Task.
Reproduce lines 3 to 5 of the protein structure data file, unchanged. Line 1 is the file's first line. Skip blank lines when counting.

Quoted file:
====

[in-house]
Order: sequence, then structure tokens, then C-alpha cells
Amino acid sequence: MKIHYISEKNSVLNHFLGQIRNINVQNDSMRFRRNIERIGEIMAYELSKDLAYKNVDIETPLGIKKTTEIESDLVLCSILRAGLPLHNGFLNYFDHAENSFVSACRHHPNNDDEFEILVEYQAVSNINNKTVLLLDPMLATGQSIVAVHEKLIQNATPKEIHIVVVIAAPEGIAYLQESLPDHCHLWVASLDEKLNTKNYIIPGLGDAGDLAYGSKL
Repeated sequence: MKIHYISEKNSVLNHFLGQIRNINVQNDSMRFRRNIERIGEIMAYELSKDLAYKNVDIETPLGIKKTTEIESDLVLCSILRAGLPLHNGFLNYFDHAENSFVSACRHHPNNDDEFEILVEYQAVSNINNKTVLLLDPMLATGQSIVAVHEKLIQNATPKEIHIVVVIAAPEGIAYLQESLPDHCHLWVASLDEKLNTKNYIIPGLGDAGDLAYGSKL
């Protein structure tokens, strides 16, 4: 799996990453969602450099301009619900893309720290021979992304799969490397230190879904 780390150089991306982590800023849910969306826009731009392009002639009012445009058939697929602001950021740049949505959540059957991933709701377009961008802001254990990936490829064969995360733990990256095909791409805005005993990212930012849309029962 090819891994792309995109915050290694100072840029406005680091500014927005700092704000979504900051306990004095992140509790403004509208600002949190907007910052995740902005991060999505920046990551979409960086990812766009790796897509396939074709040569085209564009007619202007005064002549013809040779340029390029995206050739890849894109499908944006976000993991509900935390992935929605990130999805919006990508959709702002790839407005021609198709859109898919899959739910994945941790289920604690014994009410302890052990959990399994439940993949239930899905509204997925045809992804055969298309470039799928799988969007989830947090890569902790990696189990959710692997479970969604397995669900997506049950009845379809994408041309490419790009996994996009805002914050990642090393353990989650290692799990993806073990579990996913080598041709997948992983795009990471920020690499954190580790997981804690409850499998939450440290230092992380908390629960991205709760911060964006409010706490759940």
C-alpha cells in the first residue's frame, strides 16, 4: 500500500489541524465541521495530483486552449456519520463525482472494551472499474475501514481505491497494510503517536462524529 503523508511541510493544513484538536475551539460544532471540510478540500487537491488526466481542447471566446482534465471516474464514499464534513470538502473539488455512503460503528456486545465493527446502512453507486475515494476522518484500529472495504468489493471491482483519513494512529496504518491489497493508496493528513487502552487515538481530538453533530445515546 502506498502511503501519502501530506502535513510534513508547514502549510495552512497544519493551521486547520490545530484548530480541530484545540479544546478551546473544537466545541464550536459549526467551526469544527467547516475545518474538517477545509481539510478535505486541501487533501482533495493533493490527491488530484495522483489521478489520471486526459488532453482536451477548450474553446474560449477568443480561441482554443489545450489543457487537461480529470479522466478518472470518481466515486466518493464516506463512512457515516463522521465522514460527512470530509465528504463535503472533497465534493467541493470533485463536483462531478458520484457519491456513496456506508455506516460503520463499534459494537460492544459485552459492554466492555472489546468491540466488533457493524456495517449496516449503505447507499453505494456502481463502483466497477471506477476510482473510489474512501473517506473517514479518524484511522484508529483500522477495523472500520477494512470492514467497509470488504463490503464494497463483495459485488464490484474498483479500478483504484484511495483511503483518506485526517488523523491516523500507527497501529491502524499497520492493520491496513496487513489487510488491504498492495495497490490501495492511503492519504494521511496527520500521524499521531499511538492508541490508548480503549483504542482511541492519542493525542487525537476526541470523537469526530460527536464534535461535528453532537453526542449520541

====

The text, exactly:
Amino acid sequence: MKIHYISEKNSVLNHFLGQIRNINVQNDSMRFRRNIERIGEIMAYELSKDLAYKNVDIETPLGIKKTTEIESDLVLCSILRAGLPLHNGFLNYFDHAENSFVSACRHHPNNDDEFEILVEYQAVSNINNKTVLLLDPMLATGQSIVAVHEKLIQNATPKEIHIVVVIAAPEGIAYLQESLPDHCHLWVASLDEKLNTKNYIIPGLGDAGDLAYGSKL
Repeated sequence: MKIHYISEKNSVLNHFLGQIRNINVQNDSMRFRRNIERIGEIMAYELSKDLAYKNVDIETPLGIKKTTEIESDLVLCSILRAGLPLHNGFLNYFDHAENSFVSACRHHPNNDDEFEILVEYQAVSNINNKTVLLLDPMLATGQSIVAVHEKLIQNATPKEIHIVVVIAAPEGIAYLQESLPDHCHLWVASLDEKLNTKNYIIPGLGDAGDLAYGSKL
């Protein structure tokens, strides 16, 4: 799996990453969602450099301009619900893309720290021979992304799969490397230190879904 780390150089991306982590800023849910969306826009731009392009002639009012445009058939697929602001950021740049949505959540059957991933709701377009961008802001254990990936490829064969995360733990990256095909791409805005005993990212930012849309029962 090819891994792309995109915050290694100072840029406005680091500014927005700092704000979504900051306990004095992140509790403004509208600002949190907007910052995740902005991060999505920046990551979409960086990812766009790796897509396939074709040569085209564009007619202007005064002549013809040779340029390029995206050739890849894109499908944006976000993991509900935390992935929605990130999805919006990508959709702002790839407005021609198709859109898919899959739910994945941790289920604690014994009410302890052990959990399994439940993949239930899905509204997925045809992804055969298309470039799928799988969007989830947090890569902790990696189990959710692997479970969604397995669900997506049950009845379809994408041309490419790009996994996009805002914050990642090393353990989650290692799990993806073990579990996913080598041709997948992983795009990471920020690499954190580790997981804690409850499998939450440290230092992380908390629960991205709760911060964006409010706490759940």